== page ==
Hybrid toolsBefore discussing the tools in photo 1 individually, the difference in the corners of the tools should first be noted. Some are square, while others are rounded, though all of these tools are available both ways. The rounded corners are available for a couple of reasons.
The first should be familiar to all drywall finishers who remember when they first started. While trying to smooth out areas of wet joint compound that are wider than the knife being used, there was the ominous railroad track from the edge of the knife as it was pulled through the compound.
Another reason for the round style tools are they help with applying plaster into inside corners. They provide a snowplow-like effect whereas the scraping in the corner caused by the sharp-cornered tools may affect the tones and hue in the color of the completed finish.
The third reason is simply that the difference in corners offer different finish appearances. Subtle differences in the application of plasters can greatly affect overall finish appearance. The tools of the trade in photo 1 (clockwise from noon) are Japanese scrapers, double blades, plastering knife and trowels.
Simply classicJapanese scrapers are what I will concentrate on in this article and will cover the others in future writing. In my opinion, scrapers are the mainstay of Venetian plastering. Scrapers come in packages of four blades\scrapers ranging in size from approximately 1 1/4 to 4 inches. This will vary some between different manufacturers. These tools are used for what I learned to be the “classic” Venetian plastering technique. I’m not sure I agree with this anymore as the results of my research shows that how things were done in antiquity really depends on where the tradesman practiced his trade (“classic” to one may not be classic to another).
Some applicators use very thin applications and slowly build up the thickness (photo 5). Others will remove less. The thinner the plaster application, the more translucent the plaster and the more movement in the plaster will show through. This can be seen in the picture by the underlying basecoat of paint showing through the plaster. This technique will also affect color if more than one color is used. Thick applications will bury the underlying color(s).
Patience and skillUsing scrapers is a very slow, labor-intensive process. The applicator starts with the largest blade, works through to the smallest and follows the same process through each blade size. I am often asked why the tools are so small. I remember asking the same question. The answer is certain finishes can only be obtained by using certain tools.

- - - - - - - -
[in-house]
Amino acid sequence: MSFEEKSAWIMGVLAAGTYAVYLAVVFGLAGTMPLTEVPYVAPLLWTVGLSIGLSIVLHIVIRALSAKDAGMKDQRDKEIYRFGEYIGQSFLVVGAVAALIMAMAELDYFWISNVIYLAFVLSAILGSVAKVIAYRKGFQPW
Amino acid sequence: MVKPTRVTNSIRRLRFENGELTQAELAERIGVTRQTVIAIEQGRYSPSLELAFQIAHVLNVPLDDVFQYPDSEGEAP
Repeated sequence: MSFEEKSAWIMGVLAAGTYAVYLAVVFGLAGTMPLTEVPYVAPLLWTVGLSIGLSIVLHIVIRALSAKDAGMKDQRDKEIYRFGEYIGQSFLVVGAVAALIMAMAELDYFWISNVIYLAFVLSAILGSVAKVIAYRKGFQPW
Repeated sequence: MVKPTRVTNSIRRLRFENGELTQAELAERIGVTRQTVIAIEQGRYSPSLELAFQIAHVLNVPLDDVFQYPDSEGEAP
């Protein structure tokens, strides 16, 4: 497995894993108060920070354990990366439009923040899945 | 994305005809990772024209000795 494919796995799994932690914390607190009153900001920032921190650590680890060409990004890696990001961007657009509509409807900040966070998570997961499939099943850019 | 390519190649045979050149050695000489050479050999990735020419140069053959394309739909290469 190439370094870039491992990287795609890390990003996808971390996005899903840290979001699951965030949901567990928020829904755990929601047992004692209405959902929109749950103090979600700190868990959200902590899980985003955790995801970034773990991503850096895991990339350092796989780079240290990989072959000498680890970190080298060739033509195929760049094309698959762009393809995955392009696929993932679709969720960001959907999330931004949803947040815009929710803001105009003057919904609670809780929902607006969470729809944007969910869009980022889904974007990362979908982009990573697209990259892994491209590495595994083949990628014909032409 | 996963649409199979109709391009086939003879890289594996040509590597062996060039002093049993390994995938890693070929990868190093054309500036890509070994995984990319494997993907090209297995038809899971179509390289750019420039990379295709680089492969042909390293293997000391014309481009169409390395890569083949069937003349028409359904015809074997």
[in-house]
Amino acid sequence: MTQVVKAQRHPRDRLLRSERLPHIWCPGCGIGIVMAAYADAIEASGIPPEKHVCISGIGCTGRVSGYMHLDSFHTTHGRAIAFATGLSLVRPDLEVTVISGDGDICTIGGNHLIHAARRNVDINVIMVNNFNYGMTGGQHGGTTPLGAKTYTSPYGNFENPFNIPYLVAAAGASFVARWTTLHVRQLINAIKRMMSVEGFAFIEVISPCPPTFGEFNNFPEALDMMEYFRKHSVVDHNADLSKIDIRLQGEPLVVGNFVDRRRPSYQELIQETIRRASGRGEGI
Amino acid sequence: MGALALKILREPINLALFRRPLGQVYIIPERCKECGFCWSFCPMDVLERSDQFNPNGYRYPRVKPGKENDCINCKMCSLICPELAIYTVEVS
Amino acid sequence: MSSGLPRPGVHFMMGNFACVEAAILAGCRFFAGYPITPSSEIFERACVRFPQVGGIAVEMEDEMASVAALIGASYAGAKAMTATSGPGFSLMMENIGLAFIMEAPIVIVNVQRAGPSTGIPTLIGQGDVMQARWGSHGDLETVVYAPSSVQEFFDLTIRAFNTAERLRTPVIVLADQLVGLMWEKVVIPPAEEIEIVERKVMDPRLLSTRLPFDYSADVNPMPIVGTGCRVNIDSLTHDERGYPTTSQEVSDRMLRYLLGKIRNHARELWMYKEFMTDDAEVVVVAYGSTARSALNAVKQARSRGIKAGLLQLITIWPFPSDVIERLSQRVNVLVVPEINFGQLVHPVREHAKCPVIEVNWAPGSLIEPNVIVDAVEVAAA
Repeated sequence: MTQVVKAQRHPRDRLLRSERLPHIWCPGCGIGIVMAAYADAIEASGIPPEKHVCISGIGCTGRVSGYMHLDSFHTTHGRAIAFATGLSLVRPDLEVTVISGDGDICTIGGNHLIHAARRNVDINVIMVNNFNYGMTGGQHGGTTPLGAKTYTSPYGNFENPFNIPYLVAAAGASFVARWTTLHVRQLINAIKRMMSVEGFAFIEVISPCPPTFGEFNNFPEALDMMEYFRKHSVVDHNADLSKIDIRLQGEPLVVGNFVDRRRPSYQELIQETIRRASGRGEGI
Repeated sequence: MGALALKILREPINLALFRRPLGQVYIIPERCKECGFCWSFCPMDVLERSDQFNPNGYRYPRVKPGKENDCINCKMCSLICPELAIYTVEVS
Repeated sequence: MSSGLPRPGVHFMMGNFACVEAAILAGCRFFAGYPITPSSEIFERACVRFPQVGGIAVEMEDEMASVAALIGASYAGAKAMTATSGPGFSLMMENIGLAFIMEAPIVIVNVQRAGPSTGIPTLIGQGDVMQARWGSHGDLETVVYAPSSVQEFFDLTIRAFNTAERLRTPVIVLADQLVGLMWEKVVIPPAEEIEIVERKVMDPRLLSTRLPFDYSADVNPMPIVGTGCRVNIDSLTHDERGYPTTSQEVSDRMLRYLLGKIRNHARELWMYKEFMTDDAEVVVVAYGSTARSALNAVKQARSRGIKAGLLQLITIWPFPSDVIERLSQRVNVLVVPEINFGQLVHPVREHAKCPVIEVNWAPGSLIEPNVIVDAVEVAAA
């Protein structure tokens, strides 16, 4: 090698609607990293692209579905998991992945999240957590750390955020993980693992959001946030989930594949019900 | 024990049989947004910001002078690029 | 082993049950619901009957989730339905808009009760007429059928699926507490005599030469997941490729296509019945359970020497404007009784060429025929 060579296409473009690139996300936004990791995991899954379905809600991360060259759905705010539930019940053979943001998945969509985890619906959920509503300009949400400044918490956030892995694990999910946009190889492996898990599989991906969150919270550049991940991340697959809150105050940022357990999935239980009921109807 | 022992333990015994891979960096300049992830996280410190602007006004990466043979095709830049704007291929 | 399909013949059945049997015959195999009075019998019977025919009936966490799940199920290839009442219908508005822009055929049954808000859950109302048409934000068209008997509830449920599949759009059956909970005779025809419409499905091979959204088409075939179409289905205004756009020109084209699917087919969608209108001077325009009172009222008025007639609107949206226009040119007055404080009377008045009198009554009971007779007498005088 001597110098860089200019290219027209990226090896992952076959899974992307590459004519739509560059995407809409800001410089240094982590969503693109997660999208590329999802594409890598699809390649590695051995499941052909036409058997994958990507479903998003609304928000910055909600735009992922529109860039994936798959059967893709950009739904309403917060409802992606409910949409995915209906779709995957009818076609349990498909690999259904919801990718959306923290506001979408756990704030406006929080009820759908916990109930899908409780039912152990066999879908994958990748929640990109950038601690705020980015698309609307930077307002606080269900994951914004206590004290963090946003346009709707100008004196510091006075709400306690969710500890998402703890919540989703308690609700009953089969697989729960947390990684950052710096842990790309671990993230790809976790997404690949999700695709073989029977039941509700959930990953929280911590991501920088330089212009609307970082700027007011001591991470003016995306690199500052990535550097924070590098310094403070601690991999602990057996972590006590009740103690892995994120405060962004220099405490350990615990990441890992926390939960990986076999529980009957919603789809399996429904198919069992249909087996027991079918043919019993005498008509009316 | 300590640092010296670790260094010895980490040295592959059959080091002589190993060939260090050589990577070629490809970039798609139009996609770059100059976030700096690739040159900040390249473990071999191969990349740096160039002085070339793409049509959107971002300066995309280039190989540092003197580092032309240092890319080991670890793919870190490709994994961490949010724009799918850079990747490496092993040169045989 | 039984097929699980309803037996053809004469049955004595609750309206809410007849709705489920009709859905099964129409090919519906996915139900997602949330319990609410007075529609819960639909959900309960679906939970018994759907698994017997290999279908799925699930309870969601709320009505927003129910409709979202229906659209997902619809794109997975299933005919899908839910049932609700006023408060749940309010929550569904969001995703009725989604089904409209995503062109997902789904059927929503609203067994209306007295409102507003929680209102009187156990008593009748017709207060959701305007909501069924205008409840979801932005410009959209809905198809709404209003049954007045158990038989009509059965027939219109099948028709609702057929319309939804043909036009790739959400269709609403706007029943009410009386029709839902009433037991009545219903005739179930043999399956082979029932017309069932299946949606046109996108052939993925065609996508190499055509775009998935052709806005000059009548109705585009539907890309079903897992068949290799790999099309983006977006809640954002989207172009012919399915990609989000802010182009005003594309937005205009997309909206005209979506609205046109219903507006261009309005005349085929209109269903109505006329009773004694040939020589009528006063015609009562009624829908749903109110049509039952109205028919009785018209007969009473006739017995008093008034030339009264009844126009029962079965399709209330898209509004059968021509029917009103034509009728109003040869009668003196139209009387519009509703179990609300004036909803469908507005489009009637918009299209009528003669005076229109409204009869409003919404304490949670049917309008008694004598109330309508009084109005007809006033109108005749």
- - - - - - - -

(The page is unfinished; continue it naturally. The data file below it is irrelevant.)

Sidebar: Big City NightsIn December 2002, I was invited to participate in a TexSton class at its studio in Los Angeles. I have often used the company’s plasters, so I took advantage of the kind offer. Another motivation for taking this class was that I had never taken a product\manufacturer-based class before. My roots in Venetian plastering were self-taught. Drywall and conventional plastering were not new to me but this was. I was fortunate through my faux and decorative painting work to know many people in the faux community who were eager and willing to help me. Over time, I did take classes and train with various people but the training never centered on one product line.
One immediate difference with this training was the others in attendance. All but one was a fellow contractor. From my training with faux artists, I was almost always the lone contractor while everyone else was a faux artist.
Besides the different personality of the class from my previous experience, many of the plastering basics were bypassed and more emphasis was put on integrating Venetian plastering with the more conventional skills of a drywall finisher and plasterer. The lone faux artist participating in the training was not ignored though. In fact, from all the others present, he actually received more attention for his basic deficiencies than he ever would have received from participation in other training among his own peers. He left this training with knowledge of skills he would have never received otherwise in that short of a time.
Another quick note to remember: A lot of people and places limit training to small sample boards. This does not allow for any experience with an instructor present plastering on a wall surface. Pursue training someplace that offers at least some instruction on full sheets of drywall.
What the training covered was all of the company’s product line, various techniques of application, a long list of what to do, and what not to do and a lecture on various ways the company’s plasters have been successfully used on various jobs. The “what to do/what not to do” is very important because the various Venetian plasters are not identical. I’ve seen more than one on-site failure because the plasterer assumed what had been done with one plaster in the past could be done with any plaster.
One unique finish of this manufacturer involves what it calls a “wet-on-wet” finish. This is exactly what its name implies: the application of a plaster coat on top of an underlying coat that has not dried. Obviously, the timing of this is very important but it is not a finish anyone can assume be accomplished with another plaster. Another important factor of Venetian plastering is the colorants used. Many will accept conventional paint universal colorants, but a lot of the plasters are too hot for these colorants and will slowly eat away at the color in the plaster. For these plasters, natural oxide colorants are required. This affects the color palate that a particular plaster can be offered in.
I would highly recommend pursuing training to begin to develop Venetian plastering skills. In my own situation, even with the pre-acquired skills I brought to the table, my learning curve would have been much shorter than what I did experience.